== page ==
The actual start didn’t seem as exciting as years past. It actually didn’t seem crowded at all. But maybe that’s because of the option of starting later. But in the years past, people are normally packed in, clothes going everywhere. One year a beach ball was going above our heads. Everyone cheering! 

The EXCITEMENT 

The real excitement happened when they flew military planes over our heads. 


And then we were off… 

Mile 1-3

We ran down 110, up through Rosslyn, up Lee Highway. My husband, daughter, and Mom were waiting for me at mile 2-3ish on Lee Highway. It was easy to spot them because my little Zoe was on my husband’s shoulders. It was so fun seeing them, especially Zoe!! She was excited seeing her Grandpa aka Poppy. My dad showed everyone his 1989 MCM race shirt. As I looked at my watch, my dad made observation that we climbed that hill pretty fast. We were on our way to Spout Run.

MILES 3-5 

We ran through Spout Run during miles 3-5. This is one of my favorite parts of the marathon because it is by far the prettiest part of the race. Trees shaded us while we ran up and down slight rolling hills, as we approached the Key Bridge. My Dad and I were still running side by side.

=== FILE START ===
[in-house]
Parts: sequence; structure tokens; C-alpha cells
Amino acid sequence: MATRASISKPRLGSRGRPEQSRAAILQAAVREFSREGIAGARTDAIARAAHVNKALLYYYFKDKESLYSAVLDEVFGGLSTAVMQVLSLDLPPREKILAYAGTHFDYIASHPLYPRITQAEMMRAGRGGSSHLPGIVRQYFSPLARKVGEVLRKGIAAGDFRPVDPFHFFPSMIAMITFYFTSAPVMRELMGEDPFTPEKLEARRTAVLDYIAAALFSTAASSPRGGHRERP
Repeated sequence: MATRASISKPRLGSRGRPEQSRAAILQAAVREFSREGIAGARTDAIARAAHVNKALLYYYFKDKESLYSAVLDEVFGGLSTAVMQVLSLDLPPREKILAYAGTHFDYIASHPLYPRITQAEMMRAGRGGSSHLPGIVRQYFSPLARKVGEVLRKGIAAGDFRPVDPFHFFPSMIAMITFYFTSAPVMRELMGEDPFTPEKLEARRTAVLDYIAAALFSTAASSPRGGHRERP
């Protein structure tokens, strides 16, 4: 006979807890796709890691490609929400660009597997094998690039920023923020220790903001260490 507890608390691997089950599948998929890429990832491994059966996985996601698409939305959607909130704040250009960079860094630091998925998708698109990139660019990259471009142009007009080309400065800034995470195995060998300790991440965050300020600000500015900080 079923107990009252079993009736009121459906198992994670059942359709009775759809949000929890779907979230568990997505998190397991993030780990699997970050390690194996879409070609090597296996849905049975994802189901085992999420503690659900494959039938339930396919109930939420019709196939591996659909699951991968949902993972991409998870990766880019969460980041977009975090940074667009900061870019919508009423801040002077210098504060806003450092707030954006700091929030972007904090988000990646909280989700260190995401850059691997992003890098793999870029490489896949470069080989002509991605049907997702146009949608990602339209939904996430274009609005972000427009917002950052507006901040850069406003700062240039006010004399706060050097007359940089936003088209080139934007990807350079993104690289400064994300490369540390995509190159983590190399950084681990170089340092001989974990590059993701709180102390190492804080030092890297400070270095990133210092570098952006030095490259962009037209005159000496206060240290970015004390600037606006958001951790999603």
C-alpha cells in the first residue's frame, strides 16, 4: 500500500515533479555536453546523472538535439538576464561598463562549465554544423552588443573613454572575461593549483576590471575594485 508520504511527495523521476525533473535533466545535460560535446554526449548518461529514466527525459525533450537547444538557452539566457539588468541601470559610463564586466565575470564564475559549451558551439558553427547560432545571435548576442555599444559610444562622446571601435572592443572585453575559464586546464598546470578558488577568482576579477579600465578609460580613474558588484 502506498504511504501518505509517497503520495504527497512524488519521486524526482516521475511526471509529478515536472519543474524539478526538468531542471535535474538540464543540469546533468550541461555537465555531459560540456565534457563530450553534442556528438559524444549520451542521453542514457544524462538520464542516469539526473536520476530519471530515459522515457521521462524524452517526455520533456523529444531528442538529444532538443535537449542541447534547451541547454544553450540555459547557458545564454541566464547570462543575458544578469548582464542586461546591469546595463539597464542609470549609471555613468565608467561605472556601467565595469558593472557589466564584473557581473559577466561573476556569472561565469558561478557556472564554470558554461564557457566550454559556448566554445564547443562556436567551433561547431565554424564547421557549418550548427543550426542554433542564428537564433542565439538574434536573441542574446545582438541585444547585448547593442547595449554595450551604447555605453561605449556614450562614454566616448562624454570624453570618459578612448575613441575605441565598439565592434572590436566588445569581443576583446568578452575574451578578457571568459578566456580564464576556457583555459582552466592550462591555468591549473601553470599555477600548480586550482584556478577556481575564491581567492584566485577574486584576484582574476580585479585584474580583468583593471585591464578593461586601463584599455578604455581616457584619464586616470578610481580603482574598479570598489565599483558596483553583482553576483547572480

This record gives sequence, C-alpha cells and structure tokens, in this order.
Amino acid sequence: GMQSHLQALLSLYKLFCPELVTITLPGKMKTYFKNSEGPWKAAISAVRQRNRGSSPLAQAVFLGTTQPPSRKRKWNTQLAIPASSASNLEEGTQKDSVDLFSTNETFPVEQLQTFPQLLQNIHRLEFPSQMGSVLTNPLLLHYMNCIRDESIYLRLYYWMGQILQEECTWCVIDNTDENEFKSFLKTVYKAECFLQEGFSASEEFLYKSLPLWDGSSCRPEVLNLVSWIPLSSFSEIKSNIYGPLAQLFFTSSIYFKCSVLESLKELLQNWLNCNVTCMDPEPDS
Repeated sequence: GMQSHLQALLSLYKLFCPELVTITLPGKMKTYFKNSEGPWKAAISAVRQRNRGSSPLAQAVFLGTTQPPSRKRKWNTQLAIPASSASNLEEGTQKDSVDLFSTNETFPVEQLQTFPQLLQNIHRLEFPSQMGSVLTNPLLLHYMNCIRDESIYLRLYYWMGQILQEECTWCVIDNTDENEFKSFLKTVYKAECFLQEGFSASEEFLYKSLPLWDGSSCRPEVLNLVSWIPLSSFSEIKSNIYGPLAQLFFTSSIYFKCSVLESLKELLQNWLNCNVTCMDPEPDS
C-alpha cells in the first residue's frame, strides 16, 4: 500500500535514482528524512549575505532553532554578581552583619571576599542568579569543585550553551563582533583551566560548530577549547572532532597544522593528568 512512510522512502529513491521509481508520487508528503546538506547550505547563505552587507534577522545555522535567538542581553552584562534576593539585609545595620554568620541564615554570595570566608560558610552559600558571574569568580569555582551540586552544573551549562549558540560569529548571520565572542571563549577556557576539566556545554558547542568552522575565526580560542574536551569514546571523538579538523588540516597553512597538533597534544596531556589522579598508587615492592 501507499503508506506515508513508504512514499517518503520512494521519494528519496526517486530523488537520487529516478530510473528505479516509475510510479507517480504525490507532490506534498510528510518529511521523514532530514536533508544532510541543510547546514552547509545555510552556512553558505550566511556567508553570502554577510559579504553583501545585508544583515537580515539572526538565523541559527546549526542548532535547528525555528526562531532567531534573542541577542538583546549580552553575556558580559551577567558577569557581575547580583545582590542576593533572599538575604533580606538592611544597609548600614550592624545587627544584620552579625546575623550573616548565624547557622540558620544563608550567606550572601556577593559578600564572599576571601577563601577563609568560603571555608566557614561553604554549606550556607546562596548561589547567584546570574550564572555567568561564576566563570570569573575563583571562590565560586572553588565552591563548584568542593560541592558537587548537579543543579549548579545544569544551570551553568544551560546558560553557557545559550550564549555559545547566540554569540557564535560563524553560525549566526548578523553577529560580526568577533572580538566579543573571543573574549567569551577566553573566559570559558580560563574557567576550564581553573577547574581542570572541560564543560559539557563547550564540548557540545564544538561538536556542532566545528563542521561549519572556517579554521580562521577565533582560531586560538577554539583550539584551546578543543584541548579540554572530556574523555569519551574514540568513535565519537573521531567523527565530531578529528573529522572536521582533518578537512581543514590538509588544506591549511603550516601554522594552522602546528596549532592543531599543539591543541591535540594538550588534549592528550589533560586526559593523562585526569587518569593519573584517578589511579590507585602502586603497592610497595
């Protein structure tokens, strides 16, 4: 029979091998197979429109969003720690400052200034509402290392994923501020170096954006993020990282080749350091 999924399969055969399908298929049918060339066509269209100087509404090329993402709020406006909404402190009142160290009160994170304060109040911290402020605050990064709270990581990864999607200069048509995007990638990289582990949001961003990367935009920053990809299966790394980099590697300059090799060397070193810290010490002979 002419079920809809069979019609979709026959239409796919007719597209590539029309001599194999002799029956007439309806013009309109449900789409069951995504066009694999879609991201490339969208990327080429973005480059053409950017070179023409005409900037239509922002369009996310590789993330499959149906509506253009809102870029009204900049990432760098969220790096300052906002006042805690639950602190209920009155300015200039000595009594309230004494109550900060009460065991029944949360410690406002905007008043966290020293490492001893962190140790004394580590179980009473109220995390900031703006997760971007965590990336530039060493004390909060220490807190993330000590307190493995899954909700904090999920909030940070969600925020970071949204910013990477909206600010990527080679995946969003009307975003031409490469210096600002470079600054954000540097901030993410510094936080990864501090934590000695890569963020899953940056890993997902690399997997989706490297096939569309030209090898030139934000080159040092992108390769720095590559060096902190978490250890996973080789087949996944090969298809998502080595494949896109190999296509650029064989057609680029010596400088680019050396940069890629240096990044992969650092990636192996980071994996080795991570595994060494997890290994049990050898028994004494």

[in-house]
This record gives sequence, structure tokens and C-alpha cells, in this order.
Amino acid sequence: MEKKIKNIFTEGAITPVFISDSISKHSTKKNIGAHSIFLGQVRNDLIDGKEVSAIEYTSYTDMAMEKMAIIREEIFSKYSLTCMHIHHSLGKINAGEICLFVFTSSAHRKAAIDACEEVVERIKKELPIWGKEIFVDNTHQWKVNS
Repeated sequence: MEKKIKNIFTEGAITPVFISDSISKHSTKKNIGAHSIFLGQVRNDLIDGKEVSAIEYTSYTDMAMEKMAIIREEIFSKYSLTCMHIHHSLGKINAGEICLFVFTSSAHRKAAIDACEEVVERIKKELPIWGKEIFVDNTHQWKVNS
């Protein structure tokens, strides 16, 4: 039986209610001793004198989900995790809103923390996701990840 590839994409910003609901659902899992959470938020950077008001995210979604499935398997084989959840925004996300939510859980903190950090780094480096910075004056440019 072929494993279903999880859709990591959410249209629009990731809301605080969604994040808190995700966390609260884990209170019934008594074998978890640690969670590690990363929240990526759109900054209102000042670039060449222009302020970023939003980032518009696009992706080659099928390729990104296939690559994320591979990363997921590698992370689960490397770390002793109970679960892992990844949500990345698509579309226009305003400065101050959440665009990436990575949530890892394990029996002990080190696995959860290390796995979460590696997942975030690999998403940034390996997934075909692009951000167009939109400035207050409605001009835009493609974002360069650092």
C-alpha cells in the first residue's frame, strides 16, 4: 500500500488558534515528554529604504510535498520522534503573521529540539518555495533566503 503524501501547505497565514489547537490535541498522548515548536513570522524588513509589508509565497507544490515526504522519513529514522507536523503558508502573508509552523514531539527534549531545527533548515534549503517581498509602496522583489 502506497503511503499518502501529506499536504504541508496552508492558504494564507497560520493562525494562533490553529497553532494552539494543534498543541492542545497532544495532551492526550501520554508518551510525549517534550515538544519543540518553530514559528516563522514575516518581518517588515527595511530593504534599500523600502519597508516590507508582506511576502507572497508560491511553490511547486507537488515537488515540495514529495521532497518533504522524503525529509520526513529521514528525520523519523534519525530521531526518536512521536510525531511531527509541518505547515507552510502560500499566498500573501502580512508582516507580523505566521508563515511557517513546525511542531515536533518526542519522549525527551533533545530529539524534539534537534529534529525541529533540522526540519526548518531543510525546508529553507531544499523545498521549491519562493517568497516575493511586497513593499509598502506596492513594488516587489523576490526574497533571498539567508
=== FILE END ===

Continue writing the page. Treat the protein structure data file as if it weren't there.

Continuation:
MILES 5-7

Over the Key Bridge we went, leaving Virginia and entering D.C. I love running over the Key Bridge. And Georgetown is usually a very exciting spot during the race because the spectator support is so huge and energized. There is normally a band playing from Georgetown University, and a group from Lululemon cheering while sipping mimosas. However, this year I didn’t see any of that and to my surprise it seemed like a ghost town. But, we continued on, down Wisconsin we went, and up to Rock Creek park we headed. My dad and I were making great timing!